As we go through these steps try out the different techniques with your letters, see which ones work and which don’t. Drawing letters is all about experimenting so sketch lightly and make sure you have an eraser ready to take out the bits you don’t like and need to replace.

how to do graffiti 2

Now we need to add some curves to the letters to make them look more natural and start giving them a bit of life. Let’s look at the letters one by one.

  • L The vertical bar has now got a curve in it and looks like it’s arching its back and pushing its chest out, this has also helped close the gap at the top next to the E. Where the bottom bar of the L over-laps the E it still looks a bit awkward, because it’s blocking out the join of the bottom horizontal bar of the E with it’s vertical bar.
  • E The top horizontal bar now curves down and I’ve added a serif to the end of it, which helps minimize the gap between the E and A
  • A Like in the earlier example the vertical bars are now curved and the letter looks like it’s swinging to the right.
  • R Instead of the right leg just pointing straight down it’s now got a curve in it, which kind of makes it look like it’s just kicked something.
  • N The left bar is now arched away from the R, and the centre connecting bar curves down. The right bar has been brought in closer at the top to close the gap between the center bar.

how to do graffiti 3

This is where we start seeing how to solve the problems of awkward over-laps by seeing what letters can connect and what will work. You don’t have to make your letters join together, and often having all the letters join up can look a little weird.

  • L & E Something needed to be done with the bottom of the L so I erased the bit that was bugging me and experimented to come up with a solution. The L’s bottom bar is now extended and has a kink a bit like a knee joint and there is now a serif on the end of it, this can now double-up and act as the bottom part of the E. Both letters are still legible and it looks a bit more interesting.
  • A Look how the horizontal cross-bar is now poking out a bit on the right, and the right bar of the A is now connected to the R with an over-lapping join. I could have had the R over-lapping the A but personally I think it looks better this way round.
  • R The top arch is pinched and brought in a bit, this makes the hole in the center of the R smaller, you’ll see writers use this method quite a lot with their Rs, Ps and Bs.
  • N The bottom of the left bar now joins up with the kicker of the R with a little horizontal mini bar and the top of the right bar has been turned in on the rest of the letter to make a right angle and close that gap up a bit more.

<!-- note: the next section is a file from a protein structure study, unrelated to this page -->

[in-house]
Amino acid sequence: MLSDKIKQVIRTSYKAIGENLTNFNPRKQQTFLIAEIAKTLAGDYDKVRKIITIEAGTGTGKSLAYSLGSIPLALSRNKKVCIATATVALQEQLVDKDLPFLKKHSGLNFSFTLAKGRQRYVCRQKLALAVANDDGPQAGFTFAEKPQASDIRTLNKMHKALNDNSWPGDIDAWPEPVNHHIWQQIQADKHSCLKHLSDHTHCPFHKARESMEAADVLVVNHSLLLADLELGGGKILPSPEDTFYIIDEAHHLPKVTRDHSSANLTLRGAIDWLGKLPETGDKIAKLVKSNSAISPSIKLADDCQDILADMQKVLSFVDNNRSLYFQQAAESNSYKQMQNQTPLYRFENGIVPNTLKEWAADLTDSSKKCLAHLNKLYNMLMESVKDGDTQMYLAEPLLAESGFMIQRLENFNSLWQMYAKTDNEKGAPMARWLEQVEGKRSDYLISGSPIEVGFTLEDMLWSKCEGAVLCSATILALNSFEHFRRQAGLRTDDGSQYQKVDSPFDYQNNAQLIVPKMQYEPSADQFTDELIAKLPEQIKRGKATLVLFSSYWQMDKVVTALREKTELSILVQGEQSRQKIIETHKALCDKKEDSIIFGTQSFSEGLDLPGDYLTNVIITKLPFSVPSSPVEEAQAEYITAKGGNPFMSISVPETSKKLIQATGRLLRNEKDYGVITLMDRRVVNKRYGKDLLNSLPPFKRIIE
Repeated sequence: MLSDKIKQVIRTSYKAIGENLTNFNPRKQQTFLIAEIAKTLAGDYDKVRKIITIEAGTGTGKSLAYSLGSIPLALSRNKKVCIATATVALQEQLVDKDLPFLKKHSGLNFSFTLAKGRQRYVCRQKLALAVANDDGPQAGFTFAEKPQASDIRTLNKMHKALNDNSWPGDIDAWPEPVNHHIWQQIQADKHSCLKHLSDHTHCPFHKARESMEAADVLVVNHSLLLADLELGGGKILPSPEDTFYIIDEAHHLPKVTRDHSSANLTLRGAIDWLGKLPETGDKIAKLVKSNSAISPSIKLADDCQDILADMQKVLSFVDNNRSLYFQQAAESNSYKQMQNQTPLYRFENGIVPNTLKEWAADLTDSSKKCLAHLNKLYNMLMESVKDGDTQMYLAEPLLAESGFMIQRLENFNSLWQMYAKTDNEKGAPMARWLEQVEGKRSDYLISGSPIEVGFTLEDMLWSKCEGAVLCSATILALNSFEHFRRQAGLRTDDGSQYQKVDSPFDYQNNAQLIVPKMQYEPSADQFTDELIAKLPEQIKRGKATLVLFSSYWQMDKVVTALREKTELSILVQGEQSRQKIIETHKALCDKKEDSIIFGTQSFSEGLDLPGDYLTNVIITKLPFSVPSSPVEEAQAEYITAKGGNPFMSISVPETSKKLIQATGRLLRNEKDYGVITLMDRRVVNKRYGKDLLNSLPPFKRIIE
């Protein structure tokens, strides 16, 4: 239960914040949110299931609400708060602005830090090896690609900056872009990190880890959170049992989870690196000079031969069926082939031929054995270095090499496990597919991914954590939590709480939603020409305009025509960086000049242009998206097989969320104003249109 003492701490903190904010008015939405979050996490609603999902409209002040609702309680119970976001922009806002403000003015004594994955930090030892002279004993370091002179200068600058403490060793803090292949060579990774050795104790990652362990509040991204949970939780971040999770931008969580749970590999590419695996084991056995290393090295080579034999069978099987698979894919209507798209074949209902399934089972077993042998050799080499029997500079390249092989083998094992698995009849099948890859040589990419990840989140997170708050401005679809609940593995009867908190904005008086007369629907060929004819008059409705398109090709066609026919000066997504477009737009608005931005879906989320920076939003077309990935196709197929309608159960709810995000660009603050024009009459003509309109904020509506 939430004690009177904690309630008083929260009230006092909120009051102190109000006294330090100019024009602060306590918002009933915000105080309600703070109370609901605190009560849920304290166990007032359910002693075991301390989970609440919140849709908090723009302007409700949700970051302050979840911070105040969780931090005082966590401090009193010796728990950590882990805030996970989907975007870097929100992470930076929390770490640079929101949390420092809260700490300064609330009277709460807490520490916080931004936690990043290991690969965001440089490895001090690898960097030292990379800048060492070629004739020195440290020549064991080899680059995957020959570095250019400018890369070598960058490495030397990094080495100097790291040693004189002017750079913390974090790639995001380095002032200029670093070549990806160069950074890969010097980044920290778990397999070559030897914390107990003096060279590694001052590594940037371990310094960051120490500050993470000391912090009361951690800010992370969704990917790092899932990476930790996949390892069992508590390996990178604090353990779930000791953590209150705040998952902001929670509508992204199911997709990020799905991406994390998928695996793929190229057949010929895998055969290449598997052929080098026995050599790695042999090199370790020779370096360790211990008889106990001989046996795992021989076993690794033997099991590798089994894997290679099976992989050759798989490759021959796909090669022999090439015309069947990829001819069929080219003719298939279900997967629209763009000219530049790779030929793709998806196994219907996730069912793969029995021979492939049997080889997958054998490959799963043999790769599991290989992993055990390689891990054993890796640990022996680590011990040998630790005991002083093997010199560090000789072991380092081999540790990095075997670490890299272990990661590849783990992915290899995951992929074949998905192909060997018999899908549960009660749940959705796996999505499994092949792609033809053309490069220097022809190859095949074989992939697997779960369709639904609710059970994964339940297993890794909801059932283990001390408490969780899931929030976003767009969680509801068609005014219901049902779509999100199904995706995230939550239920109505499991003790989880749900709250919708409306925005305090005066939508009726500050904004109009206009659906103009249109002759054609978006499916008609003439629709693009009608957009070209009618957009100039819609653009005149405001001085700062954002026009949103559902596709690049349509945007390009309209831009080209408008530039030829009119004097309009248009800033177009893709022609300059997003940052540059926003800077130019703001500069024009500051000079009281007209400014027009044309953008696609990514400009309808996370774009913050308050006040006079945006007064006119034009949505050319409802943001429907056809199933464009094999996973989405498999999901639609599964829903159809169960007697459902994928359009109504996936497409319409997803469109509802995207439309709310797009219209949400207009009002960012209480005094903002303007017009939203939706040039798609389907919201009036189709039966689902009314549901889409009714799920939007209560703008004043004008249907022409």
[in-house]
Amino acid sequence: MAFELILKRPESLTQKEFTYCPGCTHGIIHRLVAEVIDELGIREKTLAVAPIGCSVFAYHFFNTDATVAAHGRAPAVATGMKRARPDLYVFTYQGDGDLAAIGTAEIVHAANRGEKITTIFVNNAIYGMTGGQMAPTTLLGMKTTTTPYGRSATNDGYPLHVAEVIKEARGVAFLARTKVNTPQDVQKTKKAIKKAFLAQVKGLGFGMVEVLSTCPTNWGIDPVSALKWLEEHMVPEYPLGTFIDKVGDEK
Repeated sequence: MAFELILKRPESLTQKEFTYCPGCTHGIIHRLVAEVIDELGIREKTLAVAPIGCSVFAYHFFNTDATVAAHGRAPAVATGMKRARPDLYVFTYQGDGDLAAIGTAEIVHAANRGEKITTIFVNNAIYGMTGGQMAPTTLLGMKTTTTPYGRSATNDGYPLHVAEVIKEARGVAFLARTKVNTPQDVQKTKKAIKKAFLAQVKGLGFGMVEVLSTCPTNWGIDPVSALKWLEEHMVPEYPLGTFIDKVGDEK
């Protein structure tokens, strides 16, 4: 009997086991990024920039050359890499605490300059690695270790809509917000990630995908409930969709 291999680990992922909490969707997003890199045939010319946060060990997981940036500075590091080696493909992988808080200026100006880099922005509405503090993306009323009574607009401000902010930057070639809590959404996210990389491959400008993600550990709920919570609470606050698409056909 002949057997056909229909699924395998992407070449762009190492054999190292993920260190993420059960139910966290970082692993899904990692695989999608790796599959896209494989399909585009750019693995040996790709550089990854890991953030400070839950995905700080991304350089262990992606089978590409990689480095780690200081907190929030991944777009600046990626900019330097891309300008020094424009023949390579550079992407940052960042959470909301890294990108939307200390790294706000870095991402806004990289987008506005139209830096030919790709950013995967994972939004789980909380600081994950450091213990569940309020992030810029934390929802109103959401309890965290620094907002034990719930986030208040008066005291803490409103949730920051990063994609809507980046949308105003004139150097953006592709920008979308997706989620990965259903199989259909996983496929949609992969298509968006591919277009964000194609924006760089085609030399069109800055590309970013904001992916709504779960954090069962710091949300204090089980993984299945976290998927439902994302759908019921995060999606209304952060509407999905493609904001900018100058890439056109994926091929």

how to do graffiti 4

Now we’re going to add some common style elements to give the piece a little bit of a wildstyle look and close up some of those remaining gaps.

  • L There is now a wavey arrow coming off the top and pointing towards the bottom of the letter, this snaking shape gives more movement and changes the balance of the letter. There’s a horizontal line going through the arrow’s bar, which looks like the shape has been cut by something and this added detail breaks things up a bit more. I’ve extended the vertical bar of the L so that it goes past the join to the bottom bar, giving the letter a sturdier base, like it’s sitting down. The top of the L is now curved slightly to contrast with the rigid right angles all through the piece. The serif on the end of the L’s bottom bar has got more curves and angles in it giving it a bit more personality.
  • E Not much has changed here, a small serif has been added on the top left corner, just to close up that gap with the L a little bit more. The middle bar is now a huge arrow pointing towards the A.
  • A I’ve added a heart serif to the bottom of the left bar, these were used lots in the early days and people add them to their pieces to give it that old-school look. There is now a serif curving out at the top of the A. The bottom right bar has been disconnected next to where it joins the cross bar so you can see what’s going on with the R underneath.
  • R There’s a wavy serif flying off the top to close up that gap next to the A and the hole on the inside has been replaced by a star, the left side of the star is flat to keep the shape of the left bar, this is another element you’ll see in a lot of old-school pieces.
  • N The handle on the left bar underneath the R closes up that gap, and I’ve added another cut bar like the one on the arrow from the L. The semi-circle added at the bottom of the letter looks like it’s broken off from the energy of the piece.

how to do graffiti 5

Finally go over your final outline with a pen and erase all the guide lines you’ve used to make up your bars.

You can then work on different areas of drawing graffiti, like adding shadows or 3Ds, highlights and color.

Now you know how to draw graffiti letters.

Practice makes perfect, once you’ve got good at the basics, move on. Break the rules you’ve learned, start trying different things and develop your own style.

If you’ve got any questions or would like to know something that I didn’t cover leave a comment below!


I hope you’ve found this guide useful, and if you have please share it!